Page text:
‘Random’ NYC subway shooting leaves one dead

The New York Post reports that a 48-year-old Goldman Sachs employee was killed in a seemingly random shooting that took place on a New York City subway on Sunday. 

The incident took place in Manhattan just before 12:00 p.m. At the time, the victim was heading to brunch.

“Without provocation”

On Sunday morning, both the victim and the shooter were riding in the last car of the northbound Q train. Around 11:42 a.m. the shooter pulled out a gun and shot the Goldman Sachs employee dead.

NYPD Chief of Department Kenneth Corey has provided witness accounts of what happened. Corey said:

According to witnesses, the suspect was walking back and forth in the same train car and, without provocation, pulled out a gun and fired at the victim at close range as the trains [were] crossing the Manhattan Bridge.

First responders did everything they could to revive the victim, but, the injuries proved too severe. The victim ended up being taken to Bellevue Hospital where he was pronounced dead.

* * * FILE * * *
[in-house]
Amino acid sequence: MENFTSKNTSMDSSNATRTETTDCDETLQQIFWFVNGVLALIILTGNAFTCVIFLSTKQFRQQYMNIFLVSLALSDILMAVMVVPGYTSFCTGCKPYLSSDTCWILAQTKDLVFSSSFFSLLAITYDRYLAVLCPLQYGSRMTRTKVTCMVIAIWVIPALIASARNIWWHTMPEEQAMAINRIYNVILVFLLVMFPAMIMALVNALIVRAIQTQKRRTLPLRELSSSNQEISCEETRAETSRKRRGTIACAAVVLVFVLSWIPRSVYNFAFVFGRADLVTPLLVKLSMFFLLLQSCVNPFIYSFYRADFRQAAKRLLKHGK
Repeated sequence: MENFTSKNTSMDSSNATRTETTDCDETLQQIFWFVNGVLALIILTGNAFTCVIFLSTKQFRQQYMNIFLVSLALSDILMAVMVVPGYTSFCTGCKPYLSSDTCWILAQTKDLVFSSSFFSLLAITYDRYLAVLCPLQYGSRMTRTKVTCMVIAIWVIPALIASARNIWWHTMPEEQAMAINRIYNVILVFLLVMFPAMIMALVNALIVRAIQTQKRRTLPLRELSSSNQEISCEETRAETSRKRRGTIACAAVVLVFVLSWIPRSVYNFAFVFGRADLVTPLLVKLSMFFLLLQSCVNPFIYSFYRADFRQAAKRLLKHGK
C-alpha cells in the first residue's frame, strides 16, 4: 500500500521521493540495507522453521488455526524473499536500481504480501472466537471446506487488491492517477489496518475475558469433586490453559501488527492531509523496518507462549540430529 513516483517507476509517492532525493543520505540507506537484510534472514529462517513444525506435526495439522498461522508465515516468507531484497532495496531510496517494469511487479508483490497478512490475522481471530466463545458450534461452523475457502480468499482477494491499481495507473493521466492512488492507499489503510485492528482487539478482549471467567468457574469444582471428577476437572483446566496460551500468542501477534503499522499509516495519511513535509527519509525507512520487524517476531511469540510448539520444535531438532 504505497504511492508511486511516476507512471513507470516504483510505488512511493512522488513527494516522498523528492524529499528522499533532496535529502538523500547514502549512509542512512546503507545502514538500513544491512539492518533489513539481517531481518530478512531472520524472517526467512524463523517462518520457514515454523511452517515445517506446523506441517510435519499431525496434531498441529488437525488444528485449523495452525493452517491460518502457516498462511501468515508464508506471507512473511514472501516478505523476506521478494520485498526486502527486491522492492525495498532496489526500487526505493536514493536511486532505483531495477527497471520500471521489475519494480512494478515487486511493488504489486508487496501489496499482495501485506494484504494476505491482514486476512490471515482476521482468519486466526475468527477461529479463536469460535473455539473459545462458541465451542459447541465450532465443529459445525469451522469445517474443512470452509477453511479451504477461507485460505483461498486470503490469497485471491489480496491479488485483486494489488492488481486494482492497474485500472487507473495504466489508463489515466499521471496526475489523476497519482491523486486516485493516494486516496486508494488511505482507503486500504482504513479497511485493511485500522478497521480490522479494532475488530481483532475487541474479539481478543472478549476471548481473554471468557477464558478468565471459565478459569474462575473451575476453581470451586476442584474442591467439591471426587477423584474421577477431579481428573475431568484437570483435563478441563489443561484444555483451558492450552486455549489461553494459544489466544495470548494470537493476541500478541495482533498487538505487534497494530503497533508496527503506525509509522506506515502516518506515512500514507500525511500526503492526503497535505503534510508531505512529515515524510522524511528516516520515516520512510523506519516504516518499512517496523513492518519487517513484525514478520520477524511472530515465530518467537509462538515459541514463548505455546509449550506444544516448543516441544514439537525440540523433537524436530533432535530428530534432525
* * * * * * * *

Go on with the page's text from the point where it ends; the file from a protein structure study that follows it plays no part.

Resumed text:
The victim has since been identified as 48-year-old Daniel Enriquez. He was a Goldman Sachs employee who lived in Park Slope, Brooklyn. It was his sister who revealed that Enriquez was on the train heading to brunch when he was killed.

What we know:

The shooter has yet to be captured. He fled the scene when the train pulled up to the Canal Street station.

Corey has described the shooter as a dark-skinned, heavyset man with a beard. The suspect is also said to have been wearing a gray “Aeropostale” hoodie at the time of the shooting.

As for what motivated this individual to shoot Enriquez, police don’t know. Corey says that the shooter and the victim did not know each other. Another police officer described the attack as “completely random.”

Enriquez was the only person injured in the shooting.

Background

The unfortunate fact is that these “completely random” attacks are on the rise in New York City. The city, in recent months, in fact, has seen a number of subway attacks, in particular.

So far, there have been four transit homicides this year.

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